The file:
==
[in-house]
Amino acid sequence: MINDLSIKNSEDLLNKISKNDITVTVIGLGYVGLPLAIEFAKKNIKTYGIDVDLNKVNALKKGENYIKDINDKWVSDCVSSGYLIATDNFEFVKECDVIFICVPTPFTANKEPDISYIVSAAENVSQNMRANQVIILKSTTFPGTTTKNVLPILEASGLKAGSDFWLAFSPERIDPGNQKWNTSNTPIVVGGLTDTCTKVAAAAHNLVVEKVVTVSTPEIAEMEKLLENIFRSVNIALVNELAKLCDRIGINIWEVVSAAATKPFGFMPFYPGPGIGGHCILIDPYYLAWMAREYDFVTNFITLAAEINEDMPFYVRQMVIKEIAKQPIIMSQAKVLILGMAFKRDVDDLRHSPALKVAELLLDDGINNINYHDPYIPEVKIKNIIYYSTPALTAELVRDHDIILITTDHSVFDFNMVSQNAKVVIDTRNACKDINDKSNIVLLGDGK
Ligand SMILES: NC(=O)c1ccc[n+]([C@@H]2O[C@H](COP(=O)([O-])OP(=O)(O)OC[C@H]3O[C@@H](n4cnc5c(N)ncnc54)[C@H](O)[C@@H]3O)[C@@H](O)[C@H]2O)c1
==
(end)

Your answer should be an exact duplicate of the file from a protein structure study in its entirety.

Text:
[in-house]
Amino acid sequence: MINDLSIKNSEDLLNKISKNDITVTVIGLGYVGLPLAIEFAKKNIKTYGIDVDLNKVNALKKGENYIKDINDKWVSDCVSSGYLIATDNFEFVKECDVIFICVPTPFTANKEPDISYIVSAAENVSQNMRANQVIILKSTTFPGTTTKNVLPILEASGLKAGSDFWLAFSPERIDPGNQKWNTSNTPIVVGGLTDTCTKVAAAAHNLVVEKVVTVSTPEIAEMEKLLENIFRSVNIALVNELAKLCDRIGINIWEVVSAAATKPFGFMPFYPGPGIGGHCILIDPYYLAWMAREYDFVTNFITLAAEINEDMPFYVRQMVIKEIAKQPIIMSQAKVLILGMAFKRDVDDLRHSPALKVAELLLDDGINNINYHDPYIPEVKIKNIIYYSTPALTAELVRDHDIILITTDHSVFDFNMVSQNAKVVIDTRNACKDINDKSNIVLLGDGK
Ligand SMILES: NC(=O)c1ccc[n+]([C@@H]2O[C@H](COP(=O)([O-])OP(=O)(O)OC[C@H]3O[C@@H](n4cnc5c(N)ncnc54)[C@H](O)[C@@H]3O)[C@@H](O)[C@H]2O)c1